Inspired Teachers as Changemakers

June 22, 2015

(Photo: Kien Nguyen/Center for Inspired Teaching)

Written by Aleta Margolis, Inspired Teaching’s Founder and Executive Director, this piece first appeared in Inspired Teaching’s June 2015 newsletter

This month, I want to specially recognize the outstanding educators who have recently completed Inspired Teaching programs: the new teachers who have completed the 24-month Inspired Teacher Certification Program and the DC Public Schools (DCPS) Teacher Leaders participating in BLISS: Building Literacy in the Social Studies and SCALE: Science Curriculum Advancement through Literacy Enhancement.

We have spent the past several weeks at Inspired Teaching celebrating the accomplishments of these incredible changemakers as they prepare to carry forward Inspired Teaching throughout their careers.

At our “Inquiry in Action” event earlier this month, we learned from the 2013 Inspired Teaching Fellows, who presented research and reflections from their first year as teachers of record in public and public charter schools across DC. They shared their expertise on topics ranging from the impact of music on student engagement to the effect of the number of hours in a teacher’s workweek to the correlation between the types of questions teachers ask and students’ critical thinking skills. Already, these new teachers are contributing to the body of knowledge on teaching and learning. In addition to working to strengthen their own practice, the Fellows are proposing and leading changes to the school experience that are in the best interest of students and the teaching profession.

At our end of year celebration for BLISS and SCALE, our keynote speaker, DCPS Chief of Teaching and Learning Brian Pick, honored our Teacher Leaders for their many changemaking accomplishments: their shifts to inquiry-based instruction; the student-driven, standards-aligned curricula they created and piloted; and the professional development they led for their peers districtwide. Teacher Leaders showcased elements of their work and engaged in important conversations about teaching and learning, informed by their experiences with BLISS and SCALE. A BLISS Teacher Leader talked about teaching the Protestant Reformation and literacy skills to his high school students by preparing a lesson about how to write letters to start a revolution. Two SCALE Teacher Leaders presented the unexpected products of student investigations – creative weather vanes and very different takes on the same cellular model – and explained how allowing students to direct their own learning, with careful guidance, led to deeper understanding of the material.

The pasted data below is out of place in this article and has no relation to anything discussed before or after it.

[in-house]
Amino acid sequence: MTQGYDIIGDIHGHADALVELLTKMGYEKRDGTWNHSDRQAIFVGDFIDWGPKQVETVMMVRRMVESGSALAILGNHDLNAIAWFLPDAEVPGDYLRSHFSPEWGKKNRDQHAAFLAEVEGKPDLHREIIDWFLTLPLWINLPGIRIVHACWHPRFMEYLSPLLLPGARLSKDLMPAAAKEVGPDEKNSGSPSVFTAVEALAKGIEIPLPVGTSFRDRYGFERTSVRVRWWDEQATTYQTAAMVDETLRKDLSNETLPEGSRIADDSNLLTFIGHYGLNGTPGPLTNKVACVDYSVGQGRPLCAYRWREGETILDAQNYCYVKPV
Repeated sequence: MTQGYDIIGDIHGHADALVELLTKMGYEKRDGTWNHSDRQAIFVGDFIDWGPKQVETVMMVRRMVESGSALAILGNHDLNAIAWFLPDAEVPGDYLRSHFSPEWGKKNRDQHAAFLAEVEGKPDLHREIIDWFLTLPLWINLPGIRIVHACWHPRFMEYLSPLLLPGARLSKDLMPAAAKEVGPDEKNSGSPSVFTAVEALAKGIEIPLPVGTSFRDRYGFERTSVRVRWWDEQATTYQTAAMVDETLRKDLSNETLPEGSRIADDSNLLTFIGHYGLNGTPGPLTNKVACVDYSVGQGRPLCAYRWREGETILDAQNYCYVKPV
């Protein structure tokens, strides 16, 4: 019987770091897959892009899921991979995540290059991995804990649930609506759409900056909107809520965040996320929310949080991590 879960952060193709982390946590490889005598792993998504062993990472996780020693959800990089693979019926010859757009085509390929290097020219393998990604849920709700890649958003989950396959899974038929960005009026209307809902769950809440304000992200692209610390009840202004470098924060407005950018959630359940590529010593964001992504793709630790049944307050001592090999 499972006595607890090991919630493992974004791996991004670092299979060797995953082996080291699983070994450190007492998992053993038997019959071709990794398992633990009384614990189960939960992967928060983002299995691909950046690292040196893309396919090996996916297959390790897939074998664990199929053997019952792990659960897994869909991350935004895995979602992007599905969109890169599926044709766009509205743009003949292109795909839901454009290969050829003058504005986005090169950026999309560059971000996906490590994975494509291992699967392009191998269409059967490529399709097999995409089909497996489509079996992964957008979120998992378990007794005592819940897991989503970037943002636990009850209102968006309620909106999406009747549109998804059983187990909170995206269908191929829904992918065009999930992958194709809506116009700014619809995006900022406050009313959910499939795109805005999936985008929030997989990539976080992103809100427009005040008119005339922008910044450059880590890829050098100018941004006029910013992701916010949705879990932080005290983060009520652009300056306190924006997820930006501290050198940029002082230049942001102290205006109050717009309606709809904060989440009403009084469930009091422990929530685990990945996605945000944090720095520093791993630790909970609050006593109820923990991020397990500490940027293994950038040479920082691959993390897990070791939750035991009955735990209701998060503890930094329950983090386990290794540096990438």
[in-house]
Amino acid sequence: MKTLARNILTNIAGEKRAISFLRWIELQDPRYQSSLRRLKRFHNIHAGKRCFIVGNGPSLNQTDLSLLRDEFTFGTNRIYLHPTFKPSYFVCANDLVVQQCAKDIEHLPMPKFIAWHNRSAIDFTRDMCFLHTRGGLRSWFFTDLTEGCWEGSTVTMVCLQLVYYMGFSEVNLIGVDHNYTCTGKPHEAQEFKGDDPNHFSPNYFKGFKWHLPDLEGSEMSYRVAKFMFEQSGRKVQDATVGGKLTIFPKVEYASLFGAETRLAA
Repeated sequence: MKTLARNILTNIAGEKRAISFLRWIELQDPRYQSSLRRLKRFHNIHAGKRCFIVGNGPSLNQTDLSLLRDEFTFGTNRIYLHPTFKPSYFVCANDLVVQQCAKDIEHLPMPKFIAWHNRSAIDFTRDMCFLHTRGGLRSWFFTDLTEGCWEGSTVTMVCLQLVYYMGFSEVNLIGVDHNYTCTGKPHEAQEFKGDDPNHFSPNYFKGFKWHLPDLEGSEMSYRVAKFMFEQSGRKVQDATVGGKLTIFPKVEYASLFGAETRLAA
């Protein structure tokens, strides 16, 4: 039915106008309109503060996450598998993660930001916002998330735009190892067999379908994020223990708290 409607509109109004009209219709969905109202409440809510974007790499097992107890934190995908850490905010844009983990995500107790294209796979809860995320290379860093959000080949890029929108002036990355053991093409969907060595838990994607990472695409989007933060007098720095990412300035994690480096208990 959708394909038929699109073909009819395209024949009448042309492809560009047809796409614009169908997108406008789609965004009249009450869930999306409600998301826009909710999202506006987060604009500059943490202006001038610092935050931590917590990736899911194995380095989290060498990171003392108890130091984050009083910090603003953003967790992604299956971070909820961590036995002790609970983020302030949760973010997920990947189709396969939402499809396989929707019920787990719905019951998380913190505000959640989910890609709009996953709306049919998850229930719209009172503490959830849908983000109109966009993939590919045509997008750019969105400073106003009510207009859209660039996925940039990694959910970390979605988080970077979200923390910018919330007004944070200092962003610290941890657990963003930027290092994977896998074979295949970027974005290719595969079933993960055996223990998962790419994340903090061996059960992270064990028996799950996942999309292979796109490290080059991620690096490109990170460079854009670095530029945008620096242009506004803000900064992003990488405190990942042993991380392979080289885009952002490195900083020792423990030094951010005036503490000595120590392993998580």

Like our Inspired Teaching Fellows, the work of these Teacher Leaders in Inspired Teaching’s programs has transformed and will continue to transform not only their own classrooms, but teaching and learning more broadly. Their curriculum writing work will be embedded into DCPS’s new Cornerstones initiative, a district plan to elevate instruction in every classroom across the city. These Teacher Leaders’ commitment to shifting the norm for their students and among their peers will build a better school experience wherever they go.

Inspired Teaching’s programs are intentionally designed this way: we build teachers’ capacity as changemakers and we empower them to re-examine their practice throughout their careers, fueling constant professional growth. Formally completing our programs does not mean the end of a teacher’s involvement with Inspired Teaching – in fact, it’s just the beginning.

The pioneering dancer and choroegrapher Martha Graham once said, “No artist is pleased. There is no satisfaction whatever at any time. There is only a queer, divine dissatisfaction, a blessed unrest that keeps us marching and makes us more alive than the others.” On the first day of every Inspired Teaching Institute, we introduce this quote to our teachers. We ask them to cultivate a stance of divine dissatisfaction in their profession. They are good teachers, and they want to be better – and they want to be changemakers in classrooms, schools, and society.

In a few days, at the beginning of July, we’ll introduce the idea of “divine dissatisfaction” to our next cohort of Inspired Teaching Fellows and our next cohorts of BLISS and SCALE Teacher Leaders. I’m excited to see where it takes us.

[showmodule id="1045"] [showmodule id="140"] [showmodule id="141"]